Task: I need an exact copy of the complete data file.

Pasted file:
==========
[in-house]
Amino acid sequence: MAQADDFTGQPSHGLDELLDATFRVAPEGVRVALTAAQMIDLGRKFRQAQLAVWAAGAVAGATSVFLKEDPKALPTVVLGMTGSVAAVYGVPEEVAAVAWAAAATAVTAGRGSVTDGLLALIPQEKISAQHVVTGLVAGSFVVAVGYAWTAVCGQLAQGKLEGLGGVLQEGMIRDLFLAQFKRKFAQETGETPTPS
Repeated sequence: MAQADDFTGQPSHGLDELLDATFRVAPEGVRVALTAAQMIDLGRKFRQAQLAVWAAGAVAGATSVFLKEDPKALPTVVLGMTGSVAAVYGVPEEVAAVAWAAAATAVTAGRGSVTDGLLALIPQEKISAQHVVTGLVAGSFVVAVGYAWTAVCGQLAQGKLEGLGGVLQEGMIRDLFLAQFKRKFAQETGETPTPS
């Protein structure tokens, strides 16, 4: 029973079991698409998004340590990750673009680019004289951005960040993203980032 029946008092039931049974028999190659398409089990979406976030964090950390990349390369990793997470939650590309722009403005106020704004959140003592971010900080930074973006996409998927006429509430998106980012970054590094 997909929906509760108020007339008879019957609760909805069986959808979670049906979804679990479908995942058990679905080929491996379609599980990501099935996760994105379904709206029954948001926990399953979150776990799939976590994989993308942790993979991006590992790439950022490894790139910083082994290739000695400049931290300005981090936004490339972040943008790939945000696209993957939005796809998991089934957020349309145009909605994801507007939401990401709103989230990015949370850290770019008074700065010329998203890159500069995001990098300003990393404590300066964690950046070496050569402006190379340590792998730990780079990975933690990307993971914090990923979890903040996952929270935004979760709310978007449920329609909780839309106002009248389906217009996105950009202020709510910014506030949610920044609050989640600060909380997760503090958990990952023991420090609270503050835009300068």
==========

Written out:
[in-house]
Amino acid sequence: MAQADDFTGQPSHGLDELLDATFRVAPEGVRVALTAAQMIDLGRKFRQAQLAVWAAGAVAGATSVFLKEDPKALPTVVLGMTGSVAAVYGVPEEVAAVAWAAAATAVTAGRGSVTDGLLALIPQEKISAQHVVTGLVAGSFVVAVGYAWTAVCGQLAQGKLEGLGGVLQEGMIRDLFLAQFKRKFAQETGETPTPS
Repeated sequence: MAQADDFTGQPSHGLDELLDATFRVAPEGVRVALTAAQMIDLGRKFRQAQLAVWAAGAVAGATSVFLKEDPKALPTVVLGMTGSVAAVYGVPEEVAAVAWAAAATAVTAGRGSVTDGLLALIPQEKISAQHVVTGLVAGSFVVAVGYAWTAVCGQLAQGKLEGLGGVLQEGMIRDLFLAQFKRKFAQETGETPTPS
């Protein structure tokens, strides 16, 4: 029973079991698409998004340590990750673009680019004289951005960040993203980032 029946008092039931049974028999190659398409089990979406976030964090950390990349390369990793997470939650590309722009403005106020704004959140003592971010900080930074973006996409998927006429509430998106980012970054590094 997909929906509760108020007339008879019957609760909805069986959808979670049906979804679990479908995942058990679905080929491996379609599980990501099935996760994105379904709206029954948001926990399953979150776990799939976590994989993308942790993979991006590992790439950022490894790139910083082994290739000695400049931290300005981090936004490339972040943008790939945000696209993957939005796809998991089934957020349309145009909605994801507007939401990401709103989230990015949370850290770019008074700065010329998203890159500069995001990098300003990393404590300066964690950046070496050569402006190379340590792998730990780079990975933690990307993971914090990923979890903040996952929270935004979760709310978007449920329609909780839309106002009248389906217009996105950009202020709510910014506030949610920044609050989640600060909380997760503090958990990952023991420090609270503050835009300068």